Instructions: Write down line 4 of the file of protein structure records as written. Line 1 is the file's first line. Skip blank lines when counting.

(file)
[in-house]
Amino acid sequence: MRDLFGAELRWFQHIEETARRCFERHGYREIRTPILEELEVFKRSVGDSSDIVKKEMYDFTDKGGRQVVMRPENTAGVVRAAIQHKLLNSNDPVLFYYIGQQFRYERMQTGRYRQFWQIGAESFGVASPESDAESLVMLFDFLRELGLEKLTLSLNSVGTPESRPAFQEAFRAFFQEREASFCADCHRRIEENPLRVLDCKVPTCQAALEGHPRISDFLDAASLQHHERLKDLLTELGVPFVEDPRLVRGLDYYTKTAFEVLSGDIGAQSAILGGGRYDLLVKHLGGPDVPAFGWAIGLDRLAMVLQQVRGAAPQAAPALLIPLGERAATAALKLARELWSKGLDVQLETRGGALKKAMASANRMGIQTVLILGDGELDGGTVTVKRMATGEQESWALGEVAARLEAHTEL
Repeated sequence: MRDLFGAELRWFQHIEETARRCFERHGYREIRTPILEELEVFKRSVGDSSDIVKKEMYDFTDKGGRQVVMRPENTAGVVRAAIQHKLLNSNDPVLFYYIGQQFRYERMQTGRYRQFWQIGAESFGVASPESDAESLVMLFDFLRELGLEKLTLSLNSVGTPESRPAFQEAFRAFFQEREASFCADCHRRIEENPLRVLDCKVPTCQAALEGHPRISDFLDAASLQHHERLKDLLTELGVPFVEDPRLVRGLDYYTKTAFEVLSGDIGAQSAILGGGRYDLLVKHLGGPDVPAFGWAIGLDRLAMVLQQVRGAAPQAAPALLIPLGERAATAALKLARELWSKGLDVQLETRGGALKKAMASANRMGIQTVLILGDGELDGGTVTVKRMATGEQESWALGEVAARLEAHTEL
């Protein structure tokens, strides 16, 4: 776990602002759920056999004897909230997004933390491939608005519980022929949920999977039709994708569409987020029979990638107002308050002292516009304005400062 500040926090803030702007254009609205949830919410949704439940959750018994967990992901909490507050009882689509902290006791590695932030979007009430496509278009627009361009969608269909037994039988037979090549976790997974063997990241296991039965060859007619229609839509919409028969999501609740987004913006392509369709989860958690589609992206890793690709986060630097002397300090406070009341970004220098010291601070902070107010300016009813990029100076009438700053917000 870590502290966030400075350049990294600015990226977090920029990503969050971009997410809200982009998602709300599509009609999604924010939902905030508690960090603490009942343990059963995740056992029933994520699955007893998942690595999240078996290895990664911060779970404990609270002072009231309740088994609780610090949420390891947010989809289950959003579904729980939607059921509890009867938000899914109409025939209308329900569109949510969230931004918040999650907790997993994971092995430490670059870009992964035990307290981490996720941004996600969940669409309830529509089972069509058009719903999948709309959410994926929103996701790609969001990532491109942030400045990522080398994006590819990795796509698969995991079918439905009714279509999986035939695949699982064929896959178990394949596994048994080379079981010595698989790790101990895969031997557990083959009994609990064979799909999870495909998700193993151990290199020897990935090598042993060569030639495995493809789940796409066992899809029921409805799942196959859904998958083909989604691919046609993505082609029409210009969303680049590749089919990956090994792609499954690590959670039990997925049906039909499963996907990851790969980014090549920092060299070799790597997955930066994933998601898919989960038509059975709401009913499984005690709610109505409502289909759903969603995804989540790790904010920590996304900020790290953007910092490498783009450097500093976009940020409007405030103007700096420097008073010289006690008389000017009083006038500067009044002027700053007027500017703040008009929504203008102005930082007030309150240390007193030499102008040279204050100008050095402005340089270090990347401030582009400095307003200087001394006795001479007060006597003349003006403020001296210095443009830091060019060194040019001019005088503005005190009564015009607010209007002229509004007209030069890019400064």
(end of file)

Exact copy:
């Protein structure tokens, strides 16, 4: 776990602002759920056999004897909230997004933390491939608005519980022929949920999977039709994708569409987020029979990638107002308050002292516009304005400062 500040926090803030702007254009609205949830919410949704439940959750018994967990992901909490507050009882689509902290006791590695932030979007009430496509278009627009361009969608269909037994039988037979090549976790997974063997990241296991039965060859007619229609839509919409028969999501609740987004913006392509369709989860958690589609992206890793690709986060630097002397300090406070009341970004220098010291601070902070107010300016009813990029100076009438700053917000 870590502290966030400075350049990294600015990226977090920029990503969050971009997410809200982009998602709300599509009609999604924010939902905030508690960090603490009942343990059963995740056992029933994520699955007893998942690595999240078996290895990664911060779970404990609270002072009231309740088994609780610090949420390891947010989809289950959003579904729980939607059921509890009867938000899914109409025939209308329900569109949510969230931004918040999650907790997993994971092995430490670059870009992964035990307290981490996720941004996600969940669409309830529509089972069509058009719903999948709309959410994926929103996701790609969001990532491109942030400045990522080398994006590819990795796509698969995991079918439905009714279509999986035939695949699982064929896959178990394949596994048994080379079981010595698989790790101990895969031997557990083959009994609990064979799909999870495909998700193993151990290199020897990935090598042993060569030639495995493809789940796409066992899809029921409805799942196959859904998958083909989604691919046609993505082609029409210009969303680049590749089919990956090994792609499954690590959670039990997925049906039909499963996907990851790969980014090549920092060299070799790597997955930066994933998601898919989960038509059975709401009913499984005690709610109505409502289909759903969603995804989540790790904010920590996304900020790290953007910092490498783009450097500093976009940020409007405030103007700096420097008073010289006690008389000017009083006038500067009044002027700053007027500017703040008009929504203008102005930082007030309150240390007193030499102008040279204050100008050095402005340089270090990347401030582009400095307003200087001394006795001479007060006597003349003006403020001296210095443009830091060019060194040019001019005088503005005190009564015009607010209007002229509004007209030069890019400064």